Re: Intelligence and wisdom

From: Gordon Worley (
Date: Wed Jul 17 2002 - 10:20:19 MDT

On Wednesday, July 17, 2002, at 12:00 AM, Mitch Howe wrote:

> I'll admit that I am assuming, but I don't see any AI programmers
> valuing
> Kirk's human side over Spock's vulcan logic to the point they are
> expressly
> working irrational behavior into their designs. But, in the event that
> such
> programming did occur, whether intentional or otherwise, then such an AI
> would be acting at times in ways that do not correlate with its own
> goals/values -- even if these goals were good, even if it had adequate
> information available, and even if it had the intelligence/time to
> make a
> good decision. This is either a broken, buggy, or intentionally
> dangerous
> AI, and, by my definition, foolish. I cannot think of any other
> situation
> that would earn an AI this description.

Irrational thought is the result of obeying the wrong goals using those
goals to rationalize why you shouldn't change your goal to the more
rational goal X. Whatever any mind does is in accordance with it's
goals (that's how it decides what to do; it can't act against its own
goals without changing them, in which case it's not acting against it's
current goals). It can act against what it knows to be in its best
interests (i.e. what it thinks it's goals ought to be), though, but
those are only `goals' in a loose sense.

> d)An SI possessing all of the knowledge you do currently, plus a lot
> more,
> after what amounts to 10 human years of reflection. (10 actual seconds)
> e)An SI possessing all of the knowledge you do currently, plus a lot
> more,
> after what amounts to 5 million human years of reflection. (57.9 actual
> days)

This isn't quite right. For any given problem, there is some limit on
how much useful thought can be done towards solving it. For example, I
can find the answer to 2 + 2 pretty quickly (I have it memorized, so I
don't even do the math anymore, but assuming I didn't and I had to do
all of the work from scratch assuming a basic knowledge of counting) and
spend some time proving this. But, after a few hours at most, there
aren't really any more proofs or experiments that I can run to prove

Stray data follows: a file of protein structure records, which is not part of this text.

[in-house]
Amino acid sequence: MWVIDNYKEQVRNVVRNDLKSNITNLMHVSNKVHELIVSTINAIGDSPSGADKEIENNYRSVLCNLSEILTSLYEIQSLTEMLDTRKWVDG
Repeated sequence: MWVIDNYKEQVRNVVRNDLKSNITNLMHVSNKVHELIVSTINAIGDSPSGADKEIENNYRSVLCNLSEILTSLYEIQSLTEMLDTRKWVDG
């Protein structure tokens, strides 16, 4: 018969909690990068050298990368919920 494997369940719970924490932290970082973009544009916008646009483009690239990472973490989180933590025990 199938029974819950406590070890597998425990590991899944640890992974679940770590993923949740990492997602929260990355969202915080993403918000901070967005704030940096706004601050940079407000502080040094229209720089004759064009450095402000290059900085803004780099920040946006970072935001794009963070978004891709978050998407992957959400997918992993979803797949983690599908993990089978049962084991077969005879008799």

that the answer is 4. Plus, there is likely some penalty for not
answering quickly, so I won't run a ton of experiments and write a lot
of proofs; I'll find some optimal number that gives a satisfiable answer
within a margin of error that is small enough not to be statistically

Also, an SI's thought processes don't work down to X years of human
thought. An SI can think things that a human would never think (just as
a human can think things a dog would never think). Maybe 10 seconds of
SI thought is overkill for your `deep' philosophical question. Maybe it
only takes 2, or 0.5. For any question we ask an SI, there is a time
penalty of mistakes we'll make until we have the answer. For some
problems this isn't a big deal, but if we ask the SI to solve the
uploading problem then we don't want this to take too long because in
the mean time people will die or we might blow ourselves up.

The SI will take however much time is required to find the answer. Same
goes for the human options: no need to spend any fixed amount of time,
just the right amount of time.

To be fair, knowing what the right amount of time may not always be
obvious. It takes having a deep understanding of the issues involved in
solving the problem to know if you've really got the answer or not.

Gordon Worley                     `When I use a word,' Humpty Dumpty            said, `it means just what I choose                it to mean--neither more nor less.'
PGP:  0xBBD3B003                                  --Lewis Carroll

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